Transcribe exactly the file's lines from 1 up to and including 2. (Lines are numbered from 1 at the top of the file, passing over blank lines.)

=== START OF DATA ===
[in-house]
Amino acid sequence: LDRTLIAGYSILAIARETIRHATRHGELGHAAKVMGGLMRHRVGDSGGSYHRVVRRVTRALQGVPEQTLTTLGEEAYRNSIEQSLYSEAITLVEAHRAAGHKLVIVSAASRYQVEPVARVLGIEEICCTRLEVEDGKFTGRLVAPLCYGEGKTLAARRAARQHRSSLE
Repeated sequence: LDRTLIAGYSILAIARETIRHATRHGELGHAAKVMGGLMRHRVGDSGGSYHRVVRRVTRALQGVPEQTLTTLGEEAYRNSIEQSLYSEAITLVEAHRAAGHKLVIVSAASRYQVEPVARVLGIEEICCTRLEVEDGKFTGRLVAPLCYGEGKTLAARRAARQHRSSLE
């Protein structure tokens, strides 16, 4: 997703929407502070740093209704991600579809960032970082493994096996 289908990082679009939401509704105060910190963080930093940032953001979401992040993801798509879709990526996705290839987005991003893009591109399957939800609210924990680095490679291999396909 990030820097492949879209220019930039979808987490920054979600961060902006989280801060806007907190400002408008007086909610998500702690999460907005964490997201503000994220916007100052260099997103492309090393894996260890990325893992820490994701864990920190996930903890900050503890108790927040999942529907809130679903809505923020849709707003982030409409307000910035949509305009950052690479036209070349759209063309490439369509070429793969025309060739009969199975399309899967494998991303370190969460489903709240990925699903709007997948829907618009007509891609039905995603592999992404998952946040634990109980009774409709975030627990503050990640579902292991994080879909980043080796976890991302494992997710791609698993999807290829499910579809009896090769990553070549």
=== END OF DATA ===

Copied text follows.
[in-house]
Amino acid sequence: LDRTLIAGYSILAIARETIRHATRHGELGHAAKVMGGLMRHRVGDSGGSYHRVVRRVTRALQGVPEQTLTTLGEEAYRNSIEQSLYSEAITLVEAHRAAGHKLVIVSAASRYQVEPVARVLGIEEICCTRLEVEDGKFTGRLVAPLCYGEGKTLAARRAARQHRSSLE